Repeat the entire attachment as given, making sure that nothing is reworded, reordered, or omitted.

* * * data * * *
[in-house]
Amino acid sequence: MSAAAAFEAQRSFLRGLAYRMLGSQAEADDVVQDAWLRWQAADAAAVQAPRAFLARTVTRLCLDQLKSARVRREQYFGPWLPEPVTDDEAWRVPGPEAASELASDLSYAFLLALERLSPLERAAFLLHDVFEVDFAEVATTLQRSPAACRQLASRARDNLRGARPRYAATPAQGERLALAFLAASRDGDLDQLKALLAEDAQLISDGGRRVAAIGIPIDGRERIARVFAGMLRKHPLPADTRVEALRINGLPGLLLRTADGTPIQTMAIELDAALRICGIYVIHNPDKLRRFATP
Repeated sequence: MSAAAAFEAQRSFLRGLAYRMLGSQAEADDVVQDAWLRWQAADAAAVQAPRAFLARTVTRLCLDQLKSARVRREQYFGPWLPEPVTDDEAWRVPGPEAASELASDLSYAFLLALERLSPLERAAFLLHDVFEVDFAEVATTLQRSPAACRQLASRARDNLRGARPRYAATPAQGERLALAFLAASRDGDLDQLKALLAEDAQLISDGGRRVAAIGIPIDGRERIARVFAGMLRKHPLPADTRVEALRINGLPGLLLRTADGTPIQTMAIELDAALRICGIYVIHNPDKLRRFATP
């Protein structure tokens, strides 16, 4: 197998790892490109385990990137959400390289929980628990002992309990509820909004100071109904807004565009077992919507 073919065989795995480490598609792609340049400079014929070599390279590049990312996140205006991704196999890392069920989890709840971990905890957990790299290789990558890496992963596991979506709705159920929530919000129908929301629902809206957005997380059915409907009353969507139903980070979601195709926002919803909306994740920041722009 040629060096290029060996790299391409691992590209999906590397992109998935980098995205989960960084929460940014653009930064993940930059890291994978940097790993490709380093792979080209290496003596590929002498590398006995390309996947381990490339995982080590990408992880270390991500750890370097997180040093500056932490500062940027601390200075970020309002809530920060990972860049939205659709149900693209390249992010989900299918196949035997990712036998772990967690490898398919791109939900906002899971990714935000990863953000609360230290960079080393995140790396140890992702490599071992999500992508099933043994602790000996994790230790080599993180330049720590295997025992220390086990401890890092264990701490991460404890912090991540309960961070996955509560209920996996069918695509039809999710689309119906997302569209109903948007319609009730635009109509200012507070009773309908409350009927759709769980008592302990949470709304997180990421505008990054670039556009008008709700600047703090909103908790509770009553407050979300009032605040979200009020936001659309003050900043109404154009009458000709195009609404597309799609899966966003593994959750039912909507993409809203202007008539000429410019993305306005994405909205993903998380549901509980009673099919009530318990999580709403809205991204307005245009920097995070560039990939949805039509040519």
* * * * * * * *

[in-house]
Amino acid sequence: MSAAAAFEAQRSFLRGLAYRMLGSQAEADDVVQDAWLRWQAADAAAVQAPRAFLARTVTRLCLDQLKSARVRREQYFGPWLPEPVTDDEAWRVPGPEAASELASDLSYAFLLALERLSPLERAAFLLHDVFEVDFAEVATTLQRSPAACRQLASRARDNLRGARPRYAATPAQGERLALAFLAASRDGDLDQLKALLAEDAQLISDGGRRVAAIGIPIDGRERIARVFAGMLRKHPLPADTRVEALRINGLPGLLLRTADGTPIQTMAIELDAALRICGIYVIHNPDKLRRFATP
Repeated sequence: MSAAAAFEAQRSFLRGLAYRMLGSQAEADDVVQDAWLRWQAADAAAVQAPRAFLARTVTRLCLDQLKSARVRREQYFGPWLPEPVTDDEAWRVPGPEAASELASDLSYAFLLALERLSPLERAAFLLHDVFEVDFAEVATTLQRSPAACRQLASRARDNLRGARPRYAATPAQGERLALAFLAASRDGDLDQLKALLAEDAQLISDGGRRVAAIGIPIDGRERIARVFAGMLRKHPLPADTRVEALRINGLPGLLLRTADGTPIQTMAIELDAALRICGIYVIHNPDKLRRFATP
């Protein structure tokens, strides 16, 4: 197998790892490109385990990137959400390289929980628990002992309990509820909004100071109904807004565009077992919507 073919065989795995480490598609792609340049400079014929070599390279590049990312996140205006991704196999890392069920989890709840971990905890957990790299290789990558890496992963596991979506709705159920929530919000129908929301629902809206957005997380059915409907009353969507139903980070979601195709926002919803909306994740920041722009 040629060096290029060996790299391409691992590209999906590397992109998935980098995205989960960084929460940014653009930064993940930059890291994978940097790993490709380093792979080209290496003596590929002498590398006995390309996947381990490339995982080590990408992880270390991500750890370097997180040093500056932490500062940027601390200075970020309002809530920060990972860049939205659709149900693209390249992010989900299918196949035997990712036998772990967690490898398919791109939900906002899971990714935000990863953000609360230290960079080393995140790396140890992702490599071992999500992508099933043994602790000996994790230790080599993180330049720590295997025992220390086990401890890092264990701490991460404890912090991540309960961070996955509560209920996996069918695509039809999710689309119906997302569209109903948007319609009730635009109509200012507070009773309908409350009927759709769980008592302990949470709304997180990421505008990054670039556009008008709700600047703090909103908790509770009553407050979300009032605040979200009020936001659309003050900043109404154009009458000709195009609404597309799609899966966003593994959750039912909507993409809203202007008539000429410019993305306005994405909205993903998380549901509980009673099919009530318990999580709403809205991204307005245009920097995070560039990939949805039509040519």